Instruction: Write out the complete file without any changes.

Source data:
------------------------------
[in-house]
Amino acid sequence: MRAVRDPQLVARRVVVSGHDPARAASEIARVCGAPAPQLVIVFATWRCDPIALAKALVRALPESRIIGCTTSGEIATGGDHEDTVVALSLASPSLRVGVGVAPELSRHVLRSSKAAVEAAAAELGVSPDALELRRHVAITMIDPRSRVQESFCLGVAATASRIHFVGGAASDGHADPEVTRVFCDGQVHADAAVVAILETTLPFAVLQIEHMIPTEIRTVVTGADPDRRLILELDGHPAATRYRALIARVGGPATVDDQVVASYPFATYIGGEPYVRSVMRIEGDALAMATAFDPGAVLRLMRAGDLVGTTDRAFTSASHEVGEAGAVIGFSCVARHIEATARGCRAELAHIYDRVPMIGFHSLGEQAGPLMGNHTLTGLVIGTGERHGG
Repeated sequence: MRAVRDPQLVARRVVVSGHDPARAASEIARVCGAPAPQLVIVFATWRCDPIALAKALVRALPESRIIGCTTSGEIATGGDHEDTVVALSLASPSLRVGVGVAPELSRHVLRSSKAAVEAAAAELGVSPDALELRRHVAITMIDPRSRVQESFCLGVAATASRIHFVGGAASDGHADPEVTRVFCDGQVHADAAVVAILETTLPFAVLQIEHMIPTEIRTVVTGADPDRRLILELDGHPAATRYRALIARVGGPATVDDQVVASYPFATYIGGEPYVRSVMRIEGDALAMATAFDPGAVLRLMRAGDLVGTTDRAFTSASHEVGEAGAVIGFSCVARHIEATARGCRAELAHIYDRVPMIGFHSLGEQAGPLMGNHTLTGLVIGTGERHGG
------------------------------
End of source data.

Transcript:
[in-house]
Amino acid sequence: MRAVRDPQLVARRVVVSGHDPARAASEIARVCGAPAPQLVIVFATWRCDPIALAKALVRALPESRIIGCTTSGEIATGGDHEDTVVALSLASPSLRVGVGVAPELSRHVLRSSKAAVEAAAAELGVSPDALELRRHVAITMIDPRSRVQESFCLGVAATASRIHFVGGAASDGHADPEVTRVFCDGQVHADAAVVAILETTLPFAVLQIEHMIPTEIRTVVTGADPDRRLILELDGHPAATRYRALIARVGGPATVDDQVVASYPFATYIGGEPYVRSVMRIEGDALAMATAFDPGAVLRLMRAGDLVGTTDRAFTSASHEVGEAGAVIGFSCVARHIEATARGCRAELAHIYDRVPMIGFHSLGEQAGPLMGNHTLTGLVIGTGERHGG
Repeated sequence: MRAVRDPQLVARRVVVSGHDPARAASEIARVCGAPAPQLVIVFATWRCDPIALAKALVRALPESRIIGCTTSGEIATGGDHEDTVVALSLASPSLRVGVGVAPELSRHVLRSSKAAVEAAAAELGVSPDALELRRHVAITMIDPRSRVQESFCLGVAATASRIHFVGGAASDGHADPEVTRVFCDGQVHADAAVVAILETTLPFAVLQIEHMIPTEIRTVVTGADPDRRLILELDGHPAATRYRALIARVGGPATVDDQVVASYPFATYIGGEPYVRSVMRIEGDALAMATAFDPGAVLRLMRAGDLVGTTDRAFTSASHEVGEAGAVIGFSCVARHIEATARGCRAELAHIYDRVPMIGFHSLGEQAGPLMGNHTLTGLVIGTGERHGG